STFs, from this perspective, can be interpreted conceptually as an attempt to reconcile the cross-pressures of precarity and professionalization. STFs are indeed explicitly designed to break the deadlock, and they rely on the mechanism of academic autonomy to achieve this. Embedded in the STF model is the concept of multiple academic ‘career pathways’, and of academic autonomy in choosing which pathway to take (Coates 2009b). The academic professional identity is thereby preserved in terms of options for taking-up teaching, research or administrative roles across the span of a career, rather than concurrently. It remains unclear whether this device delivers on expectations, hence the need to undertake research into this emerging field as it develops.
The project comprises campus-based research into the impacts and possibilities for STFs. It produces a comparative working report centred on developing options for development. The working report will be published online, presented and developed in focus groups, and then brought to a national dialogue conference on the future of academic work. On this basis the project will prod uce a final report developing concrete proposals and criteria for the future development of STFs to enhance university teaching and learning. There will be four main outputs for this project, to be produced sequentially as follows:
- Research Report: a comparison of the impacts and prospects of STFs across a range of universities. A scholarly report leading to possible scenarios, designed to stimulate debate on the issue.
- Project website: providing online access to research data wherever possible, subject to confidentiality of informants, and serving as a contact-point for focus groups and the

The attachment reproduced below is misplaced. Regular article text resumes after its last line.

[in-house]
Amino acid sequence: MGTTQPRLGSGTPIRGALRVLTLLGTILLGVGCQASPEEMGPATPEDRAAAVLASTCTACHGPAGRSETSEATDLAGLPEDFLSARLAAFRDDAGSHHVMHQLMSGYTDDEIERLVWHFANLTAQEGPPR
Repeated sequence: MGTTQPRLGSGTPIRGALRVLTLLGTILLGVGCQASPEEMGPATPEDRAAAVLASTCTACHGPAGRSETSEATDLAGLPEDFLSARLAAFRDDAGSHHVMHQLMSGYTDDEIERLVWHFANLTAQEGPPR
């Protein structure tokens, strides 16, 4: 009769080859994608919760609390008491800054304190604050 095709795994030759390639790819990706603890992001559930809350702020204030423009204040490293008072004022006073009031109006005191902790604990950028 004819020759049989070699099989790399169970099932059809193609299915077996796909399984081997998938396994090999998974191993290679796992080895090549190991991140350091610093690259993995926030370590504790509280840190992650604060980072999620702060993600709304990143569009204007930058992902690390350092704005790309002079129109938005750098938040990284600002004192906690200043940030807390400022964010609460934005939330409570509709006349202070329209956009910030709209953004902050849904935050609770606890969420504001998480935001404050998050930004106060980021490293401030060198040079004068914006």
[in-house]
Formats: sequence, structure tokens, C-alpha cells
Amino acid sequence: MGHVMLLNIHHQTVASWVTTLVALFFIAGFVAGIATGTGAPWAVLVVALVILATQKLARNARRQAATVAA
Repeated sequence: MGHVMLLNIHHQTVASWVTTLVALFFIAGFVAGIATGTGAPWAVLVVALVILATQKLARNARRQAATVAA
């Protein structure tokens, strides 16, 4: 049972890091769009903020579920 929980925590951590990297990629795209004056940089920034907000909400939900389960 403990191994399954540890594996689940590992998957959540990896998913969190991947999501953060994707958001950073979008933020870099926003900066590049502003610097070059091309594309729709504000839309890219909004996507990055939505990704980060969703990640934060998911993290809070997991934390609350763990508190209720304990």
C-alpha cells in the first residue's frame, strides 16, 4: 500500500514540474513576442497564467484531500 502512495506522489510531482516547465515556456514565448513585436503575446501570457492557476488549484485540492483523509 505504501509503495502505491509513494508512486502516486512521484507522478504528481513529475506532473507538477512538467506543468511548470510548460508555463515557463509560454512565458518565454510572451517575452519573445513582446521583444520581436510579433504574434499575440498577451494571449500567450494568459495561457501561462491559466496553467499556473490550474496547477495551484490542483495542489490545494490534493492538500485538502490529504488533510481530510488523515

- Focus Groups: a series of cross-institutional dialogues with interview participants and other informants across a range of
- National Symposium: a deliberative event on the future of academic work and STFs, drawing research participants and stakeholders together to discuss research findings and develop recommendations on
- Final Report: summarising the research report, focus group outcomes and results of the national conference establishing a set of criteria to maximise the benefits of STFs. The report would outline the ways STFs can be of most benefit to teaching and learning, and offer concrete proposals for identifying ‘best practice’ models for STFs, including the support systems they may
The project draws together four participating universities: UTS, UNSW, Griffith University and the University of Canberra. These universities offer a representative sample across the range of university types in Australia: one ‘Australian Technology’ universities (UTS), one member of the ‘Group of Eight’ (UNSW), one ‘Innovative Research’ university (Griffith University), and one ‘New Generation’ university (University of Canberra) (the categorisation is derived from Moodie, 2012).
An in-depth investigation into the role of STFs will be conducted at these universities, and at other sites in order to gain a comprehensive account of the types of STF that are being introduced. At some universities STFs are offered as continuing positions with the possibility of conversion to ‘integrated ‘ status; at other sites STFs are offered as continuing positions with no conversion; and some sites offer fixed-term STFs. Choosing sites across the different types of STF will enable the project to verify experiences for each of the types, as well as to compare experiences across them.